Delays are associated with a risk of complications, including hemorrhagic transformation whereby removal of the blockage can result in a massive brain bleed. But even then, the benefits of having the procedure have been shown time and again to outweigh the risks, says Bernstock. 

For patients whose LVO stroke is detected in a timely fashion, endovascular thrombectomy has proven to be “absolutely transformative,” he notes. “With the right team and right intervention, they can walk out of the hospital days later like it never even happened.” 

U.K. Trial Begins

One imagined utility of the test will ultimately be to rule out brain bleeds in the ambulance so intravenous tPA can be started on those patients as they are being moved to a higher echelon of care, says Bernstock. Those determined to have brain bleeds might also be triaged and sent to either a primary stroke center for medical management or a comprehensive stroke center for surgical evaluation, depending on the size of the bleed. 

In terms of clinical trials underway and on the immediate horizon, the emphasis is on making a differential diagnosis of LVO in the field. The first study now enrolling participants in the U.K. is assessing how well the new blood test works so that in the future it might be routinely used in ambulances. 

Results of the new test will be compared with routine tests done following emergency arrival at a hospital, and four institutions—Royal Victoria Infirmary, Northumbria Specialist Emergency Care Hospital, University Hospital of North Durham, and Royal Blackburn Hospital—are serving as study sites. “The initial signals are very positive,” says Bernstock, adding that the goal is regulatory approval in the U.K. and Europe as well as the United States.  

The research is being undertaken by Pockit Diagnostics, founded in 2017. The principles met at the University of Cambridge, where Bernstock did his Ph.D.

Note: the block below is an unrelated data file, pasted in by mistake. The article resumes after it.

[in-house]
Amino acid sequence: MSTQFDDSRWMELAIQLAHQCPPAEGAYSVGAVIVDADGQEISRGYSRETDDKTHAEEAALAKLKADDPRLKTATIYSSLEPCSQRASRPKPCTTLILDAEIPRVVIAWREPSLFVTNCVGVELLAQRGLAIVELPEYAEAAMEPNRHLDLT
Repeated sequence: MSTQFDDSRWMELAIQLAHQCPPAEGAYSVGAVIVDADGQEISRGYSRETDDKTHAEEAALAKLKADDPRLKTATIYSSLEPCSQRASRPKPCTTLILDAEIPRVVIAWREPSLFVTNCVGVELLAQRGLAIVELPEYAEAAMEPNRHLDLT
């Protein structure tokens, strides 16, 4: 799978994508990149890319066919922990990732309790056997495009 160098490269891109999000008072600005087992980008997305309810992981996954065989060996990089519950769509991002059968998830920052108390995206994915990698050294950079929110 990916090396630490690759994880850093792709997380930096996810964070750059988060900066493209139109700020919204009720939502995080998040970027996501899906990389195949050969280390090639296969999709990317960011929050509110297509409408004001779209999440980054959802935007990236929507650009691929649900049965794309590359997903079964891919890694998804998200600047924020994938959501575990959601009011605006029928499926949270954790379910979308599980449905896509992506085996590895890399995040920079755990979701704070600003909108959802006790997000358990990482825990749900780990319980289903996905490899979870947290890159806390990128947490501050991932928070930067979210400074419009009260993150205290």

Worldwide Impact

Utility of the test in the pre-hospital space is the focus of clinical trials that will be run in the U.K. with support from the National Health Service and the U.K.-based Stroke Association, he says, with trials to start in the U.S. in the coming months. The vision is for people diagnosed with likely LVO stroke to be taken directly to a regional hospital, saving time and reducing delays before treatment.  

The trials will all look a bit different, including one leveraging the test to expedite triage of stroke patients by having them bypass standard imaging and move directly to intervention. The diagnostic technology will be leveraged in multiple ways “because we think it is so disruptive,” Bernstock says. 

The blood test could be particularly impactful in low- and middle-income countries (LMICs) where it has been problematic to get LVO stroke patients to treatment, adds Bernstock. As was shown in research published by the global network Mission Thrombectomy last year in Circulation (DOI: 10.1161/CIRCULATIONAHA.122.063366), access to mechanical thrombectomy is extremely low with enormous disparities between countries based on income level. Pre-hospital diagnostics and LVO triage policy were identified as the main drivers of this phenomenon, he points out. 

Interventionalists in 67 countries responded to the survey, which found that in countries like India and Thailand only about 1% of LVOs are being treated. Even in the U.S., which is better equipped than anywhere else in the world, the rate still sits at around a dismal 30%, says Bernstock.